What is the purpose of education in today’s ever-changing global world? What are the big concepts and overarching skills we want High Point graduates to embrace? Among these big concepts, the research points to the paramount importance of teaching students how to think and how to analyze issues through multiple lenses and perspectives. How to realize that there is not one “right” answer but rather a range of possibilities. High Point embraces the notion that creativity is just as important as knowledge and that complex issues cannot be understood by a singular approach or point of view.
In this spirit, during the past summer, High Point explored options to generate excitement and camaraderie around the challenge of deeper mathematical problem solving. A team of elementary teachers (Sarah Nguyen, Stephanie Kyle, Rob Woodward, and Julia Woodward) and parents (Tanya Potts and Nathan Lee) united around this vision and launched High Point’s first-ever Math Club. We hired a highly regarded math consultant, Cathy Hoyt, to guide High Point in this pursuit. Cathy Hoyt designs math curriculum for publishing companies and has been coaching and preparing students for math tournaments for over a decade.
At first, we thought the Math Club would generate modest interest at best. To our pleasant surprise and perhaps even astonishment, over forty 4th, 5th, and 6th grade students eagerly signed up for the Math Club during the fall of 2017. Under the guidance of our 6th grade teachers, Mrs. Nguyen and Ms. Kyle, these students meet as a group during their lunch period every Tuesday.
The primary purpose of the Math Club is to inspire students to love math. Math is so much more than crunching numbers and computing. Math is about developing a sophisticated approach to a wide array of problem-solving strategies and applying that learning to real-world experiences. Students are building grit and resilience as they tackle complex math problems that cannot be solved in thirty seconds or even several minutes. Through trial and error and thinking outside the box, students utilize creative strategies to finally crack the code and devise a process that allows them to arrive at the correct destination.
On April 23rd, 2018, High Point will host its first-ever Math Tournament. Held at High Point, the Math Tournament will be the culminating event of this year’s Math Club. The goal of the Math Tournament is for students to apply mathematical concepts and problem-solving strategies and to develop a deeper sense of excitement and teamwork around mathematical problem-solving. The Math Tournament will consist of both individual and team events. The competition will develop the minds of our “mathletes” with each team working collaboratively to create a plan to complete complex problems in an efficient and strategic manner.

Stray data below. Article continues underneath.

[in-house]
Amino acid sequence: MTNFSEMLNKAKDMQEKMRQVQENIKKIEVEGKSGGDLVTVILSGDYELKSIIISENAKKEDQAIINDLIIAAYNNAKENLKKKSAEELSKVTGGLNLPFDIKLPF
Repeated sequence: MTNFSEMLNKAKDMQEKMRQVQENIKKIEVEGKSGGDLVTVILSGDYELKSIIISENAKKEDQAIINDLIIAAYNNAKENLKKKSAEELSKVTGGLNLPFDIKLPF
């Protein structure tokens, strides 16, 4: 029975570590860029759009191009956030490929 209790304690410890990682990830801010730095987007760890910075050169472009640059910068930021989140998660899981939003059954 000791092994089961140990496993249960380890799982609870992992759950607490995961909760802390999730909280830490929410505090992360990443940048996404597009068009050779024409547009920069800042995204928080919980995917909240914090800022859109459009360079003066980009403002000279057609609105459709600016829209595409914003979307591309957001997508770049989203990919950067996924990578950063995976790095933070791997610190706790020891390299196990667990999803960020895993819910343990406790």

Our students are the best gauge for the success of our new Math Club. When we asked our students about participating in Math Club, this is what they said:
“It is very educational and enriching. Math Club teaches multiple interesting and helpful ways to solve problems.” – Kelton Lin, 6th grade
“I like Math Club because it helps me in class! I struggle with problem-solving and Math Club has made me improve and increase my confidence.” – Kayley Bao, 6th grade
“You learn a lot. There are different ways to solve problems. Also, you’re taught shortcuts that you probably didn’t know, which makes it easier to solve. I’m excited about the Math Club competition that’s coming up!” – Sergey Barseghyan, 6th grade
The Math Club started because parents and students had an interest in exploring math on a deeper level with opportunities to tackle Math Olympiad problems, work cooperatively in groups, share math strategies, play math games, and complete math puzzles. Sarah Nguyen, Stephanie Kyle, Rob Woodward, and Julia Woodward love making math accessible and exciting for students and led the fall session for 4th-6th graders. Sarah Nguyen and Stephanie Kyle are leading the spring session and will see our Mathletes through the spring competition. Sarah Nguyen believes that, “Parents want their children to not only be successful at understanding how to use a standard algorithm but also understand how to approach difficult problems, use various problem-solving strategies, get some cool tips and tricks under their belts, and ENJOY math!” Sarah Nguyen wants to teach students to have grit and determination and challenge themselves to take on problems that they have never seen before.